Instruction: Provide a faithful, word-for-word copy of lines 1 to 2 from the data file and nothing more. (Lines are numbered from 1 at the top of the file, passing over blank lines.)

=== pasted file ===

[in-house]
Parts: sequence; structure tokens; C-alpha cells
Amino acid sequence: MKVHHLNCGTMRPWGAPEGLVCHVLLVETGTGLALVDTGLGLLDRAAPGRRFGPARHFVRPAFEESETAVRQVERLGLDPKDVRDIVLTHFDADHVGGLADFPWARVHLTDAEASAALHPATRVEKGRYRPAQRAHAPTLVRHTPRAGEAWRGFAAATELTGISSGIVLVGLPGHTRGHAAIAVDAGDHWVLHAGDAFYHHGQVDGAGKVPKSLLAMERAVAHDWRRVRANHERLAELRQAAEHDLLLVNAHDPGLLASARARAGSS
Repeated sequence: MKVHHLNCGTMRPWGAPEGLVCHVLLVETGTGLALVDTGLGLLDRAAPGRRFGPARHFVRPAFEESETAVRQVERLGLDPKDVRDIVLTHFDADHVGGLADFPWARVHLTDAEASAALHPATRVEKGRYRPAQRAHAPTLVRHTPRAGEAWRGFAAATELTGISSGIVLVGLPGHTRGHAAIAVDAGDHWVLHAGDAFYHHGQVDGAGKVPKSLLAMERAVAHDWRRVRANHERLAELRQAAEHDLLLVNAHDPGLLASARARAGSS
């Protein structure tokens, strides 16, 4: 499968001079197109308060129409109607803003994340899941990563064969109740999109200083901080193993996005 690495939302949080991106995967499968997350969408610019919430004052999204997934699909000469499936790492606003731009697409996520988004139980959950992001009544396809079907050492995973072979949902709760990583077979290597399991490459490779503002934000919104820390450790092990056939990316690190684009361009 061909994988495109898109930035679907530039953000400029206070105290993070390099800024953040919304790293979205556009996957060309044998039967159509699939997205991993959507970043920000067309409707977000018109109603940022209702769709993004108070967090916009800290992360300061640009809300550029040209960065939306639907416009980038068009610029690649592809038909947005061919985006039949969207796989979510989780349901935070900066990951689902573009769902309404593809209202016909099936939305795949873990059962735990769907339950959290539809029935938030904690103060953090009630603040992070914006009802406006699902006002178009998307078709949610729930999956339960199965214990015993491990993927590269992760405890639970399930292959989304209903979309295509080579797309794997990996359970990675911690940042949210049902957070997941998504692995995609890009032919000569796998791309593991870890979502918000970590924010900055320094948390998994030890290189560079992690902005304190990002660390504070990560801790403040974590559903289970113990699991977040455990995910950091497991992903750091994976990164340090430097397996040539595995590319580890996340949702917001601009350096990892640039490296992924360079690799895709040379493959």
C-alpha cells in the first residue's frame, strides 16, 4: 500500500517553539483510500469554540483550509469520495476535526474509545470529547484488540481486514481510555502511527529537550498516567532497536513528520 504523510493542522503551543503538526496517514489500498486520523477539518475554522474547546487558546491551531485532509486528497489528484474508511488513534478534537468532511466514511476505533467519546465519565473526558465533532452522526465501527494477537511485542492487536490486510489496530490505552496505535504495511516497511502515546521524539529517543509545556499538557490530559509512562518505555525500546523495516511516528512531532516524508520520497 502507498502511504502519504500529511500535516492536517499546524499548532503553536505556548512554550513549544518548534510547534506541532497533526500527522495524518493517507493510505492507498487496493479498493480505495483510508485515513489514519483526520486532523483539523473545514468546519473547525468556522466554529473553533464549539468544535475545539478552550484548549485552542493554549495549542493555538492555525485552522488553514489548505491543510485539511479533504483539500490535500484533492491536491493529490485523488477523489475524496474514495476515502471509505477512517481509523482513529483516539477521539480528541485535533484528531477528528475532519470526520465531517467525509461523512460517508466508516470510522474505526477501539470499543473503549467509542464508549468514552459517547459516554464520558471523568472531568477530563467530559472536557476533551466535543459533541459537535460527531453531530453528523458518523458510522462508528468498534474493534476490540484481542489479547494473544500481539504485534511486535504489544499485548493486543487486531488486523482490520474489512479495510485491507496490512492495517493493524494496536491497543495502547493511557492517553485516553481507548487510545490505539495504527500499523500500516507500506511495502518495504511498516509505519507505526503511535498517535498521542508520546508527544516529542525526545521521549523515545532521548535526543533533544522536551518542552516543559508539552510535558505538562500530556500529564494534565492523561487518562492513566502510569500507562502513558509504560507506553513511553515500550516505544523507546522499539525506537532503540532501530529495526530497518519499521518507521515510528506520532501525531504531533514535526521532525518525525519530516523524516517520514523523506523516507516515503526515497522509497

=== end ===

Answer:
[in-house]
Parts: sequence; structure tokens; C-alpha cells